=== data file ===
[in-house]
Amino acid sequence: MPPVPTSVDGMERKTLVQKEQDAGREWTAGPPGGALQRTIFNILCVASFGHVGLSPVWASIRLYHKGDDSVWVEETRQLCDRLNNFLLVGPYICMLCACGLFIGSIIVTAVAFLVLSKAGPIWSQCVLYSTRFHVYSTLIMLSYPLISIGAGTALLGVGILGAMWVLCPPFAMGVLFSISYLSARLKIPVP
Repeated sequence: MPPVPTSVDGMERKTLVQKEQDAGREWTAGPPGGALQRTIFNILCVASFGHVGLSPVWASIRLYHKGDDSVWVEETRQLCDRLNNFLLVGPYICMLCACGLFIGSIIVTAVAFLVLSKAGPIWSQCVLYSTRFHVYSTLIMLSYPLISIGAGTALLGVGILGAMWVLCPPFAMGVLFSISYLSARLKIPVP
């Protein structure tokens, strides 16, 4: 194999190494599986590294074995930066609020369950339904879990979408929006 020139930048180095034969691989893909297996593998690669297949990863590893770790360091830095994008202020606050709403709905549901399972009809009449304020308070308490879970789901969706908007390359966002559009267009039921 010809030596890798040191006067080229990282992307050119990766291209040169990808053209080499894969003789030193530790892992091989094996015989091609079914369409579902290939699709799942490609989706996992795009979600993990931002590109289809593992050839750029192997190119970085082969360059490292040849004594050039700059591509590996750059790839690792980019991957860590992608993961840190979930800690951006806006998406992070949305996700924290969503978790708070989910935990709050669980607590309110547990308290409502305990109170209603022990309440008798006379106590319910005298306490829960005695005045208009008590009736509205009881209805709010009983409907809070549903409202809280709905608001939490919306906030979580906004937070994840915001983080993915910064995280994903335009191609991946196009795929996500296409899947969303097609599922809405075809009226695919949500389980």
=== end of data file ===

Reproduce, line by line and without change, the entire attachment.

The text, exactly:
[in-house]
Amino acid sequence: MPPVPTSVDGMERKTLVQKEQDAGREWTAGPPGGALQRTIFNILCVASFGHVGLSPVWASIRLYHKGDDSVWVEETRQLCDRLNNFLLVGPYICMLCACGLFIGSIIVTAVAFLVLSKAGPIWSQCVLYSTRFHVYSTLIMLSYPLISIGAGTALLGVGILGAMWVLCPPFAMGVLFSISYLSARLKIPVP
Repeated sequence: MPPVPTSVDGMERKTLVQKEQDAGREWTAGPPGGALQRTIFNILCVASFGHVGLSPVWASIRLYHKGDDSVWVEETRQLCDRLNNFLLVGPYICMLCACGLFIGSIIVTAVAFLVLSKAGPIWSQCVLYSTRFHVYSTLIMLSYPLISIGAGTALLGVGILGAMWVLCPPFAMGVLFSISYLSARLKIPVP
């Protein structure tokens, strides 16, 4: 194999190494599986590294074995930066609020369950339904879990979408929006 020139930048180095034969691989893909297996593998690669297949990863590893770790360091830095994008202020606050709403709905549901399972009809009449304020308070308490879970789901969706908007390359966002559009267009039921 010809030596890798040191006067080229990282992307050119990766291209040169990808053209080499894969003789030193530790892992091989094996015989091609079914369409579902290939699709799942490609989706996992795009979600993990931002590109289809593992050839750029192997190119970085082969360059490292040849004594050039700059591509590996750059790839690792980019991957860590992608993961840190979930800690951006806006998406992070949305996700924290969503978790708070989910935990709050669980607590309110547990308290409502305990109170209603022990309440008798006379106590319910005298306490829960005695005045208009008590009736509205009881209805709010009983409907809070549903409202809280709905608001939490919306906030979580906004937070994840915001983080993915910064995280994903335009191609991946196009795929996500296409899947969303097609599922809405075809009226695919949500389980």